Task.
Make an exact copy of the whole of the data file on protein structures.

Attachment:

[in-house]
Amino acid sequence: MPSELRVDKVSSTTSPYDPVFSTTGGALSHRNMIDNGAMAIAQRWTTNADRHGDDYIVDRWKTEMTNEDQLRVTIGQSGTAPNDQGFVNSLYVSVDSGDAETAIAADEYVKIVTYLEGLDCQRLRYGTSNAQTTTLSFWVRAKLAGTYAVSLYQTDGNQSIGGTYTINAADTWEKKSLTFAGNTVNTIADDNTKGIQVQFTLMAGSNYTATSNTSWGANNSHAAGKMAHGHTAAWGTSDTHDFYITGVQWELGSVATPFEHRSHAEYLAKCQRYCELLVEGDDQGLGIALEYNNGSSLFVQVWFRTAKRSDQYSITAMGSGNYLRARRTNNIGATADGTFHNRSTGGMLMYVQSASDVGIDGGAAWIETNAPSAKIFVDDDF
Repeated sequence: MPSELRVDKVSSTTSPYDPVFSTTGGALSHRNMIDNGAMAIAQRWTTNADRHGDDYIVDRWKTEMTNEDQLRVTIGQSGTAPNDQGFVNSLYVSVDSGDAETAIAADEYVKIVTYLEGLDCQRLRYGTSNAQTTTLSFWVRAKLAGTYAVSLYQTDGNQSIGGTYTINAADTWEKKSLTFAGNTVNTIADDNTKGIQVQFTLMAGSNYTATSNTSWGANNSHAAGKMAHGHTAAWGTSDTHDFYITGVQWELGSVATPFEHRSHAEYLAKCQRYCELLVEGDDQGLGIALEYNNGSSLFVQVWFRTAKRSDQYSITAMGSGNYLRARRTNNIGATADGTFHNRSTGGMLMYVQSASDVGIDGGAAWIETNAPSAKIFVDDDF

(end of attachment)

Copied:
[in-house]
Amino acid sequence: MPSELRVDKVSSTTSPYDPVFSTTGGALSHRNMIDNGAMAIAQRWTTNADRHGDDYIVDRWKTEMTNEDQLRVTIGQSGTAPNDQGFVNSLYVSVDSGDAETAIAADEYVKIVTYLEGLDCQRLRYGTSNAQTTTLSFWVRAKLAGTYAVSLYQTDGNQSIGGTYTINAADTWEKKSLTFAGNTVNTIADDNTKGIQVQFTLMAGSNYTATSNTSWGANNSHAAGKMAHGHTAAWGTSDTHDFYITGVQWELGSVATPFEHRSHAEYLAKCQRYCELLVEGDDQGLGIALEYNNGSSLFVQVWFRTAKRSDQYSITAMGSGNYLRARRTNNIGATADGTFHNRSTGGMLMYVQSASDVGIDGGAAWIETNAPSAKIFVDDDF
Repeated sequence: MPSELRVDKVSSTTSPYDPVFSTTGGALSHRNMIDNGAMAIAQRWTTNADRHGDDYIVDRWKTEMTNEDQLRVTIGQSGTAPNDQGFVNSLYVSVDSGDAETAIAADEYVKIVTYLEGLDCQRLRYGTSNAQTTTLSFWVRAKLAGTYAVSLYQTDGNQSIGGTYTINAADTWEKKSLTFAGNTVNTIADDNTKGIQVQFTLMAGSNYTATSNTSWGANNSHAAGKMAHGHTAAWGTSDTHDFYITGVQWELGSVATPFEHRSHAEYLAKCQRYCELLVEGDDQGLGIALEYNNGSSLFVQVWFRTAKRSDQYSITAMGSGNYLRARRTNNIGATADGTFHNRSTGGMLMYVQSASDVGIDGGAAWIETNAPSAKIFVDDDF